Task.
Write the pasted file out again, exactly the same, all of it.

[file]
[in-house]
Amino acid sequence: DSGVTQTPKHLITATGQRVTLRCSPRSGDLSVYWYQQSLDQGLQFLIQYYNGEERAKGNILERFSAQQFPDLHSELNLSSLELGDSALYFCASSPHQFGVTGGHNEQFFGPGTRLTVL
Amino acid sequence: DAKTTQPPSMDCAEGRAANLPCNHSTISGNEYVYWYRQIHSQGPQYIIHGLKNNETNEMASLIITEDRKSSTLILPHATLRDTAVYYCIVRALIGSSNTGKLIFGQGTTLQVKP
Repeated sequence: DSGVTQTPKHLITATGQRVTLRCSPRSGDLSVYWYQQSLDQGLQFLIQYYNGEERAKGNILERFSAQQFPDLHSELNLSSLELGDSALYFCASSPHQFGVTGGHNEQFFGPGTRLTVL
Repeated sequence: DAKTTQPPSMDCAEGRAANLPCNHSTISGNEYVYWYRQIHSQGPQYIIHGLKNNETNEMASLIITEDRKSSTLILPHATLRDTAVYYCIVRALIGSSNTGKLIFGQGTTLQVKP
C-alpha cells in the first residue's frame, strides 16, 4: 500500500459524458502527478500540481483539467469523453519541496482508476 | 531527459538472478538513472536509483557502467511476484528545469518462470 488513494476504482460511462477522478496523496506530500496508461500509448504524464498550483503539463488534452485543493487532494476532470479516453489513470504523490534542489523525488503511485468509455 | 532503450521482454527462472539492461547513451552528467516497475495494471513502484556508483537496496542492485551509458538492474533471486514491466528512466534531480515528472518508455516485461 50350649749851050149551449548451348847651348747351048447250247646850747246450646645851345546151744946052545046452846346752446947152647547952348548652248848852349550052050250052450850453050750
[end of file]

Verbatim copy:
[in-house]
Amino acid sequence: DSGVTQTPKHLITATGQRVTLRCSPRSGDLSVYWYQQSLDQGLQFLIQYYNGEERAKGNILERFSAQQFPDLHSELNLSSLELGDSALYFCASSPHQFGVTGGHNEQFFGPGTRLTVL
Amino acid sequence: DAKTTQPPSMDCAEGRAANLPCNHSTISGNEYVYWYRQIHSQGPQYIIHGLKNNETNEMASLIITEDRKSSTLILPHATLRDTAVYYCIVRALIGSSNTGKLIFGQGTTLQVKP
Repeated sequence: DSGVTQTPKHLITATGQRVTLRCSPRSGDLSVYWYQQSLDQGLQFLIQYYNGEERAKGNILERFSAQQFPDLHSELNLSSLELGDSALYFCASSPHQFGVTGGHNEQFFGPGTRLTVL
Repeated sequence: DAKTTQPPSMDCAEGRAANLPCNHSTISGNEYVYWYRQIHSQGPQYIIHGLKNNETNEMASLIITEDRKSSTLILPHATLRDTAVYYCIVRALIGSSNTGKLIFGQGTTLQVKP
C-alpha cells in the first residue's frame, strides 16, 4: 500500500459524458502527478500540481483539467469523453519541496482508476 | 531527459538472478538513472536509483557502467511476484528545469518462470 488513494476504482460511462477522478496523496506530500496508461500509448504524464498550483503539463488534452485543493487532494476532470479516453489513470504523490534542489523525488503511485468509455 | 532503450521482454527462472539492461547513451552528467516497475495494471513502484556508483537496496542492485551509458538492474533471486514491466528512466534531480515528472518508455516485461 50350649749851050149551449548451348847651348747351048447250247646850747246450646645851345546151744946052545046452846346752446947152647547952348548652248848852349550052050250052450850453050750